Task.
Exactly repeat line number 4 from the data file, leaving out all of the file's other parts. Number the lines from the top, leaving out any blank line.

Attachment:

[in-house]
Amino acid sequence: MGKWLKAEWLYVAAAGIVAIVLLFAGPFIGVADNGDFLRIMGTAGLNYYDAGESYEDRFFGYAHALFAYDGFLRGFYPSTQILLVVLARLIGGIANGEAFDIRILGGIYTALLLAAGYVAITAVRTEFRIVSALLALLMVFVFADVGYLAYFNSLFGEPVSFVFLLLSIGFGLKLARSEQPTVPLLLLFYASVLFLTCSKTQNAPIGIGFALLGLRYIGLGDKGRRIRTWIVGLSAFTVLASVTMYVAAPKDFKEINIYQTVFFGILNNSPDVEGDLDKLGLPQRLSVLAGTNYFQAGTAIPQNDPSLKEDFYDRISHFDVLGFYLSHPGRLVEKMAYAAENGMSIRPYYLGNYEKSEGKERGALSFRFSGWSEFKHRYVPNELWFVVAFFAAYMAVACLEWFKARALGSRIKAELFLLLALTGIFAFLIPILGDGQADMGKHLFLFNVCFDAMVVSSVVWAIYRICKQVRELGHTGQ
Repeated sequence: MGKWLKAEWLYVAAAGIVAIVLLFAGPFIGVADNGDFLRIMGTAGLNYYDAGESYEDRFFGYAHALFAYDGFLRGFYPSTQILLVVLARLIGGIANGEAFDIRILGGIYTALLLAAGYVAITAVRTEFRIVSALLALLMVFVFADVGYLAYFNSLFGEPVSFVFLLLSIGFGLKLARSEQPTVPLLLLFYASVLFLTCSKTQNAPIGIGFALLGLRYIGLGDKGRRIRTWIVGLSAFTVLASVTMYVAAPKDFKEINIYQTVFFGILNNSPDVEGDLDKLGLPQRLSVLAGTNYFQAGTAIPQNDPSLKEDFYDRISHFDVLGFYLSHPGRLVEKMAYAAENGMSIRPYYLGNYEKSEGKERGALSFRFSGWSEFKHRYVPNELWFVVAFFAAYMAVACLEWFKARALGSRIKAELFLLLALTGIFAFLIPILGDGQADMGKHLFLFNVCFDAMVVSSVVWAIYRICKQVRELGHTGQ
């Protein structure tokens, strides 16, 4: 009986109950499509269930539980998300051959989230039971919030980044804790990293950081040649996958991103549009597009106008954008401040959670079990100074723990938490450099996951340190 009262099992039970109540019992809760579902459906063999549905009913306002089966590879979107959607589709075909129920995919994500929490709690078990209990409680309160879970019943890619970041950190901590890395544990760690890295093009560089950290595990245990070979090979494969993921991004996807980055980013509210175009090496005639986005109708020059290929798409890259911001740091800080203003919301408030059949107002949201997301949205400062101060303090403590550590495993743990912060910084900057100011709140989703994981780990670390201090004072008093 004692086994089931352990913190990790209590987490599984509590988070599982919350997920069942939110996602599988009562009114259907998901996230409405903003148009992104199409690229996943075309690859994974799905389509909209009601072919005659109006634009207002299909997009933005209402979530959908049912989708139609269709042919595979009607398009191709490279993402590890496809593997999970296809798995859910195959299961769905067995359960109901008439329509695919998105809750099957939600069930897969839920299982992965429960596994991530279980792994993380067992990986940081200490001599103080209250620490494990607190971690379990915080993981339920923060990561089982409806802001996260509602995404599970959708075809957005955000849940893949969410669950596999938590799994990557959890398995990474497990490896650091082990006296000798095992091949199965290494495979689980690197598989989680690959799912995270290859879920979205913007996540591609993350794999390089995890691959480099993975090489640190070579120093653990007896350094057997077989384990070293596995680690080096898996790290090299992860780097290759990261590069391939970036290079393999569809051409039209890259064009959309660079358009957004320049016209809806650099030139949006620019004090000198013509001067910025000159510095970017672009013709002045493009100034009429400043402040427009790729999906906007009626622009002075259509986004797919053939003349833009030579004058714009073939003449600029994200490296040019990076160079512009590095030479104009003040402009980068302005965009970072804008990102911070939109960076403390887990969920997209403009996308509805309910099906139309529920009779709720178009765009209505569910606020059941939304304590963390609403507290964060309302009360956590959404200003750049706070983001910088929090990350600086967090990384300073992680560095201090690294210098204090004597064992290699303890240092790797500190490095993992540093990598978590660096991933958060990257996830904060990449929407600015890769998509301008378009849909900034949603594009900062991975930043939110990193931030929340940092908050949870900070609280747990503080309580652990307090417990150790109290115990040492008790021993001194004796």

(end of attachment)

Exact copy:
């Protein structure tokens, strides 16, 4: 009986109950499509269930539980998300051959989230039971919030980044804790990293950081040649996958991103549009597009106008954008401040959670079990100074723990938490450099996951340190 009262099992039970109540019992809760579902459906063999549905009913306002089966590879979107959607589709075909129920995919994500929490709690078990209990409680309160879970019943890619970041950190901590890395544990760690890295093009560089950290595990245990070979090979494969993921991004996807980055980013509210175009090496005639986005109708020059290929798409890259911001740091800080203003919301408030059949107002949201997301949205400062101060303090403590550590495993743990912060910084900057100011709140989703994981780990670390201090004072008093 004692086994089931352990913190990790209590987490599984509590988070599982919350997920069942939110996602599988009562009114259907998901996230409405903003148009992104199409690229996943075309690859994974799905389509909209009601072919005659109006634009207002299909997009933005209402979530959908049912989708139609269709042919595979009607398009191709490279993402590890496809593997999970296809798995859910195959299961769905067995359960109901008439329509695919998105809750099957939600069930897969839920299982992965429960596994991530279980792994993380067992990986940081200490001599103080209250620490494990607190971690379990915080993981339920923060990561089982409806802001996260509602995404599970959708075809957005955000849940893949969410669950596999938590799994990557959890398995990474497990490896650091082990006296000798095992091949199965290494495979689980690197598989989680690959799912995270290859879920979205913007996540591609993350794999390089995890691959480099993975090489640190070579120093653990007896350094057997077989384990070293596995680690080096898996790290090299992860780097290759990261590069391939970036290079393999569809051409039209890259064009959309660079358009957004320049016209809806650099030139949006620019004090000198013509001067910025000159510095970017672009013709002045493009100034009429400043402040427009790729999906906007009626622009002075259509986004797919053939003349833009030579004058714009073939003449600029994200490296040019990076160079512009590095030479104009003040402009980068302005965009970072804008990102911070939109960076403390887990969920997209403009996308509805309910099906139309529920009779709720178009765009209505569910606020059941939304304590963390609403507290964060309302009360956590959404200003750049706070983001910088929090990350600086967090990384300073992680560095201090690294210098204090004597064992290699303890240092790797500190490095993992540093990598978590660096991933958060990257996830904060990449929407600015890769998509301008378009849909900034949603594009900062991975930043939110990193931030929340940092908050949870900070609280747990503080309580652990307090417990150790109290115990040492008790021993001194004796």